The sys admin's daily grind – httpstat

My Point of View

Article from Issue 195/2017

Httpstat is a special stopwatch you can use to discover how long web servers take to serve up a static or dynamic HTML page. Visible performance lags indicate optimization potential for the server.

Httpstat is a Python script that wraps itself around cURL. Apart from Python 2 or 3 and cURL, it has no other dependencies. You can retrieve it from the GitHub repository and call it using:

python <URL>

If the Python installer pip is present on your system, you also can pick up the script and call it with:

pip install httpstat
httpstat <URL>

Although you can leave an http:// out of the URL, you cannot omit https:// for web pages secured with TLS.

Figure 1 shows httpstat measuring an unencrypted call. Four milliseconds for a DNS reply is a really good value, but I cheated: The name of the site is cached on my local Dnsmasq. As soon as my computer has to turn to my provider's DNS, the value rises to 80-200ms. The TCP handshake is 22ms, which is about par for the course.

Figure 1: The page that httpstat requests via HTTP, and receives quickly, is only an error message in reality.

The time the server needs to create the page (Server Processing) shows whether the web server has some tuning potential that I have not tapped. My example is not representative, because instead of HTML, the server simply outputs 301 Moved Permanently, which means I should have called the page using HTTPS. A browser would do that independently, but not cURL.

Figure 2 requests the same page using HTTPS. The lookup and TCP values remain the same, but the TLS Handshake takes forever for this static page. The value can go up to several seconds for a big site with a large volume of dynamic content and advertising banners.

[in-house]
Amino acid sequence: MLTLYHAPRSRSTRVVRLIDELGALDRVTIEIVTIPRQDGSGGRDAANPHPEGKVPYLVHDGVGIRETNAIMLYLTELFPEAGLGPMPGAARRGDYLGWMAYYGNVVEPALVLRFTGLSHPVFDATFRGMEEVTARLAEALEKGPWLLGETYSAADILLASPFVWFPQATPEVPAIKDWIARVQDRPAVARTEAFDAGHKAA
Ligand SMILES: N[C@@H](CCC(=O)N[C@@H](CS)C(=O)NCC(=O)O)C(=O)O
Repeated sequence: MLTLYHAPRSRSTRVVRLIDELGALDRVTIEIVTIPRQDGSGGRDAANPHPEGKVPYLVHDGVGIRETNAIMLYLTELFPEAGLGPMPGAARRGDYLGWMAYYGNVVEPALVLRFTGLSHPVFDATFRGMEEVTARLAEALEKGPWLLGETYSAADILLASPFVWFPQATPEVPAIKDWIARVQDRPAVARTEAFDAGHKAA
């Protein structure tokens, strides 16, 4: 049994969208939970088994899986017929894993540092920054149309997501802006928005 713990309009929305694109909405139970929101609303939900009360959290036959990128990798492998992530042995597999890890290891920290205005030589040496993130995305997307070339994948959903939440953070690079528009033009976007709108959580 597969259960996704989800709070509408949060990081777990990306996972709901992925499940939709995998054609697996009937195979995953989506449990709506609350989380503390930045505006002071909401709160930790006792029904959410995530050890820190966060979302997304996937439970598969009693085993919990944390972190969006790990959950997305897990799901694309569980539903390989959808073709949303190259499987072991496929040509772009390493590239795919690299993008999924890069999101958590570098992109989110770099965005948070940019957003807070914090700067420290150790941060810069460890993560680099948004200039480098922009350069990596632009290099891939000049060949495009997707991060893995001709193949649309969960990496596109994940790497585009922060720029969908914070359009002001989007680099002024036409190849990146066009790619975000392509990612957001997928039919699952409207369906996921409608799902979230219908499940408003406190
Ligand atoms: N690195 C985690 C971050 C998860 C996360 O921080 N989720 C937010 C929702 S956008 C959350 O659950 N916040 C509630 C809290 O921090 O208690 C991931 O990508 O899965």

Figure 2: When requested using HTTPS, the HTML page obviously takes longer to appear.

Httpstat is not controllable using command-line parameters because they would be fielded by cURL; however, you can influence the tool with environment variables. The line


tells httpstat to show how quickly the web page is delivered (e.g., speed_download: 219.6 KiB/s, speed_upload: 0.0 KiB/s). The httpstat website [1] explains all of the variables and has links to the httpstat implementation in Go, Bash, and PHP.

The Author

Charly Kühnast manages Unix systems in the data center in the Lower Rhine region of Germany. His responsibilities include ensuring the security and availability of firewalls and the DMZ.

Buy this article as PDF

Express-Checkout as PDF
Price $2.95
(incl. VAT)

Buy Linux Magazine

Get it on Google Play

US / Canada

Get it on Google Play

UK / Australia

Related content

  • The sys admin's daily grind: Smorgasbord

    Sys admin columnist Charly Kühnast has an electronic note box in which he collects ideas and small snippets of code. He calls it his "quarry" and is taking this opportunity to offer up some collectors' items to regular readers.

  • Highway Through Hell

    When digging into BGP routing information, Charly avoids the highway through parameter hell thanks to the ASN tool. In addition to a system's AS number, ASN delivers other information, such as its peering partners upstream and downstream.

  • The sys admin's daily grind: Rclone

    Having a good backup is a matter of course for sys admin columnist Charly Kühnast, but devices could still fall victim to fire or theft some day. Because he has enough free space on Google Drive, he doesn't need to search long for a solution. The only thing missing is the right tool.

  • The sys admin’s daily grind: Sysdig

    In this issue, sys admin columnist and tool veterinarian Charly Kühnast invites Sysdig, the jack-of-all-trades among system diagnostic tools, into his surgery for a quick checkup. The project promises to unite the functionality of lsof, iftop, netstat, tcpdump, and others.

  • The sys admin's daily grind:

    Whenever you really need documentation, it's almost always incomplete or outdated – or both. Sys admin columnist Charly K¸hnast recommends a radically different approach: the universal community documentation, which no Linux command and hardly any programming language should do without.

comments powered by Disqus
Subscribe to our Linux Newsletters
Find Linux and Open Source Jobs
Subscribe to our ADMIN Newsletters

Support Our Work

Linux Magazine content is made possible with support from readers like you. Please consider contributing when you’ve found an article to be beneficial.

Learn More